It wasn't that long ago that lots of people -- including many prominent animal welfare groups -- thought dogs rescued from dogfighting busts couldn't ever go on to live normal lives as family pets.
The almost unbelievably heartwarming second acts for Michael Vick's dogs changed all that. And now it's just about universally accepted that even those dogs who have been treated the very worst can thrive, once they are given a loving environment.
This is Little Red, one of the Vick dogs. She was adopted in 2012. Photo credit: Best Friends Animal Society
Under the new law, dogs seized from fighting situations -- most often pit bulls -- may now be individually evaluated to see if they might be adoptable. Previously, the law deemed all dogs seized from fighting situations to be "dangerous," and required them to be euthanized (including pregnant dogs, and puppies, though this part of the requirement seems to have been executed in a somewhat flexible manner).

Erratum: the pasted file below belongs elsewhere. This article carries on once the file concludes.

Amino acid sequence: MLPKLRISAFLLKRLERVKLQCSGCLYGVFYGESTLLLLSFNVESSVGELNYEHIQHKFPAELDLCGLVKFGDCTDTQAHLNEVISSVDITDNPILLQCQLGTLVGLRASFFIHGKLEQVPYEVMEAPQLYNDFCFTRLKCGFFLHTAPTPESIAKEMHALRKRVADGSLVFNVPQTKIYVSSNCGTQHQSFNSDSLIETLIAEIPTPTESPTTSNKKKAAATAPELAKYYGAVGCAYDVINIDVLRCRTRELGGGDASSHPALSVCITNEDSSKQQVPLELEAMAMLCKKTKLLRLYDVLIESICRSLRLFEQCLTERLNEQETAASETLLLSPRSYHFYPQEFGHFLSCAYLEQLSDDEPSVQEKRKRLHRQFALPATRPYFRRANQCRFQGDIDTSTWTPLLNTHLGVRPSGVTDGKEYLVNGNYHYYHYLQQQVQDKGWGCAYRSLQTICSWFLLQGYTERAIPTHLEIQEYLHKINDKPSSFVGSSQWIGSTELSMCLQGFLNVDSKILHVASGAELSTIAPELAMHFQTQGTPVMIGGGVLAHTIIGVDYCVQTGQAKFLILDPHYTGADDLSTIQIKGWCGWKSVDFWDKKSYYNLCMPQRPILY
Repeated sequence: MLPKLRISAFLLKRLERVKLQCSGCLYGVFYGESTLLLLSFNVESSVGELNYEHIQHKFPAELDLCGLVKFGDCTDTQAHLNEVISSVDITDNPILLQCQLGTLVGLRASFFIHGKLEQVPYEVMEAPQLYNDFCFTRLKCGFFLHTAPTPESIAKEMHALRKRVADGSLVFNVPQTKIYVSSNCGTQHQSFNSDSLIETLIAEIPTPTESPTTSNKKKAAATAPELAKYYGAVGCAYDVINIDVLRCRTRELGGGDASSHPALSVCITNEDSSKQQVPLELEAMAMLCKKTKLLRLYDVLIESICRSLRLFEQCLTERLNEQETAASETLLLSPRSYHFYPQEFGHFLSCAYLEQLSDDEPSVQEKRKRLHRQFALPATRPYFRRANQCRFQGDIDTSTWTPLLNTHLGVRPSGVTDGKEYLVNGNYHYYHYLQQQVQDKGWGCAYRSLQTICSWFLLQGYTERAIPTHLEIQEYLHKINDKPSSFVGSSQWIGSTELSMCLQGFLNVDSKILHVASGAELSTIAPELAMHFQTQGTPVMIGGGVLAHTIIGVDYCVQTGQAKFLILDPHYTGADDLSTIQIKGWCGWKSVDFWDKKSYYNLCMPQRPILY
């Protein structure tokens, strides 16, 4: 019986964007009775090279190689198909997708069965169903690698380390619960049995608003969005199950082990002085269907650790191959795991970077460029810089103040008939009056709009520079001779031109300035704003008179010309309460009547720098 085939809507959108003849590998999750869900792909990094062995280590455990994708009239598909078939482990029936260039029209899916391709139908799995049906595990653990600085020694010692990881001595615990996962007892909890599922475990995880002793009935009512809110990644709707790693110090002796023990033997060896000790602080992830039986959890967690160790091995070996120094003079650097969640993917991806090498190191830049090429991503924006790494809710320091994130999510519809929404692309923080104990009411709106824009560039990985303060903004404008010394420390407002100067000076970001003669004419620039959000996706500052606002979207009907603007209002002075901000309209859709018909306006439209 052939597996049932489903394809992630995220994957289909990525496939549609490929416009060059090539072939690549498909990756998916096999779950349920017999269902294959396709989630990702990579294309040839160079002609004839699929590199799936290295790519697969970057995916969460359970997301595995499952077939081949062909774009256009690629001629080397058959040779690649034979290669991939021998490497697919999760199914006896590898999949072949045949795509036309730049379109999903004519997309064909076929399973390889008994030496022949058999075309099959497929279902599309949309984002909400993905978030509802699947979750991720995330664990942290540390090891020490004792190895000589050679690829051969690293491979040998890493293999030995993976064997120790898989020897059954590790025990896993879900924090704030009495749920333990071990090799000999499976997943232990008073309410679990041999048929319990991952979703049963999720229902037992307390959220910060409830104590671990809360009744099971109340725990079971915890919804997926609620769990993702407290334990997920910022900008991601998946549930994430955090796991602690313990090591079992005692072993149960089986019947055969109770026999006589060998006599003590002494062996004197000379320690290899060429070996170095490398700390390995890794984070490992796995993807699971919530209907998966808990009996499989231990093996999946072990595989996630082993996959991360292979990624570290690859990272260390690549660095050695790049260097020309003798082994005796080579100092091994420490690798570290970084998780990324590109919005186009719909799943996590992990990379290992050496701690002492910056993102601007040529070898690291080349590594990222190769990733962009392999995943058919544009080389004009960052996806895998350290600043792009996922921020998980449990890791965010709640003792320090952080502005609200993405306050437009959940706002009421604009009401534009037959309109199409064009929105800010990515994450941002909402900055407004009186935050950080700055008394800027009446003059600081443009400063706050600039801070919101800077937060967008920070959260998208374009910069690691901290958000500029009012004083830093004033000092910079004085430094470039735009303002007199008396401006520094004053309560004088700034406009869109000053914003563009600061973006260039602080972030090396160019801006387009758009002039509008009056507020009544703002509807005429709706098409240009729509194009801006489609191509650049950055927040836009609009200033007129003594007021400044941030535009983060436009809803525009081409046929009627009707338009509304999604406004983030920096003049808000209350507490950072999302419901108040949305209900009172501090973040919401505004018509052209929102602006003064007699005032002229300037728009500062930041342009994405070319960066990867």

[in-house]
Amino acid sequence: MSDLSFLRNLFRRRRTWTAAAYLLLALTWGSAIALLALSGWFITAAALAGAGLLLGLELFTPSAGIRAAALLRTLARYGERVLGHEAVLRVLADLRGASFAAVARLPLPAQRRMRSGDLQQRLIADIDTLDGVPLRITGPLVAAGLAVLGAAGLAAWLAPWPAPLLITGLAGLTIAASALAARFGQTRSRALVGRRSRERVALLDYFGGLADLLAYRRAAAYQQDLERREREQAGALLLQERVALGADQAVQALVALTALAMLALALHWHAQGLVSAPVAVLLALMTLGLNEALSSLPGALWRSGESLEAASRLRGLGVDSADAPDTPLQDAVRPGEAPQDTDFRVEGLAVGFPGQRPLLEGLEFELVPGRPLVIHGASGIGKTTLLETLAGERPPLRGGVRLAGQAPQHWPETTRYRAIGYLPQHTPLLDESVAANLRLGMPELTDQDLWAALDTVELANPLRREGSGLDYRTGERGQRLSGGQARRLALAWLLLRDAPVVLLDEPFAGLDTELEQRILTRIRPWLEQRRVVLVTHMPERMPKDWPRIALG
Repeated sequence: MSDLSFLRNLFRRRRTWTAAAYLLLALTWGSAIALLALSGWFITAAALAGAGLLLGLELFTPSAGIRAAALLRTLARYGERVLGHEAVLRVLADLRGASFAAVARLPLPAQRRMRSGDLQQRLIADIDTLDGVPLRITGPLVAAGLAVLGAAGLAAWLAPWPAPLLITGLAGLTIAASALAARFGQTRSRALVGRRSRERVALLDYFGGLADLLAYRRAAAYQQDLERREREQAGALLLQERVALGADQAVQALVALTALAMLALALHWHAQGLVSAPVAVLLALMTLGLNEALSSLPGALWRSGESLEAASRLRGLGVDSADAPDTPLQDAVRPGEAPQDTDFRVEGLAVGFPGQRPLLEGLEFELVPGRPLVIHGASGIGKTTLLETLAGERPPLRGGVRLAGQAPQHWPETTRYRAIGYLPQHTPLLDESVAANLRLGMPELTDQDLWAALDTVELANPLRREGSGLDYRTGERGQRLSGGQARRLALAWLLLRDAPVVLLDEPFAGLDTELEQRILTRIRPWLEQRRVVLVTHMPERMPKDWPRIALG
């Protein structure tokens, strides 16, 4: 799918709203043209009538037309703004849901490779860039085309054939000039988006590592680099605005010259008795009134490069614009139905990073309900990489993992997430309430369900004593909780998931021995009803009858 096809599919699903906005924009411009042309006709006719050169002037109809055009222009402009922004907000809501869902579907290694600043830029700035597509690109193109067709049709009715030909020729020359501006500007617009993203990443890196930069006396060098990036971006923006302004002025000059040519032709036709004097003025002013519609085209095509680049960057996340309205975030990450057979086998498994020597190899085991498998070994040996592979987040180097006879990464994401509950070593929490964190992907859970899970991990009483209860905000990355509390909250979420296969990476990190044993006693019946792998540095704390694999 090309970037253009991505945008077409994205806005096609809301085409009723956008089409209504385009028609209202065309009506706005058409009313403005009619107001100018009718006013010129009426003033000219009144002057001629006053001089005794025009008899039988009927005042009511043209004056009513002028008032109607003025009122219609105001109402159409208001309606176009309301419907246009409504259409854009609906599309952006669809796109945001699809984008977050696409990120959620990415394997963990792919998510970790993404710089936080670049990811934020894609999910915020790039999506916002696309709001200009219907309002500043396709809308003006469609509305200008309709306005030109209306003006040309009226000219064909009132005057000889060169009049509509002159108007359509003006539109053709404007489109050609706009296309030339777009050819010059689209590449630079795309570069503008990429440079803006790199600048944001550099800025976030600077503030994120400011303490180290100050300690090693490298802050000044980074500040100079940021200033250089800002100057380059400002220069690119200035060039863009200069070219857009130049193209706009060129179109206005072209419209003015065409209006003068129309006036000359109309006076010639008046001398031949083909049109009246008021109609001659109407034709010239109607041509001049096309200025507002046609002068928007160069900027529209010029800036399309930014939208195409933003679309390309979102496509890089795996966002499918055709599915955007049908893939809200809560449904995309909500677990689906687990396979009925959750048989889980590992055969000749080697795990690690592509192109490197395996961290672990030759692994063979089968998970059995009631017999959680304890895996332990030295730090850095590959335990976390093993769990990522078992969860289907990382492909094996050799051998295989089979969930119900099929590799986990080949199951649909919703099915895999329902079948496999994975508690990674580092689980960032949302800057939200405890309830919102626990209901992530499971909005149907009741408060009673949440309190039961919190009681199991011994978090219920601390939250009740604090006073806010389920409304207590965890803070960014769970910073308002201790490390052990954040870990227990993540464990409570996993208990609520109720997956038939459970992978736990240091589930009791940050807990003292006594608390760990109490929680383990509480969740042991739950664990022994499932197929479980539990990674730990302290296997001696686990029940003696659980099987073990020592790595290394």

"Delaware SB 245 is an extremely important law that will give victims of cruelty a chance of a loving home,” says Ledy VanKavage, senior legislative attorney for Best Friends Animal Society. Best Friends convinced a Virginia court that Vick's dogs deserved the chance to live after being brutalized at his Bad Newz Kennels.
VanKavage says she's heartened now to see another state come in line with the American Bar Association's 2011 resolution calling for legislative and governmental bodies "to ensure the humane treatment and disposition of seized animals."
Michigan -- one of just 13 states where the law still requires all dogs rescued from fighting situations to be euthanized -- may be next. A change similar to Delaware's was introduced in the state senate last month.
Each of these is a "common sense bill," says VanKavage. "Since the Michael Vick dogs, we've learned that every dog should be evaluated as an individual and deserves a chance to be loved."
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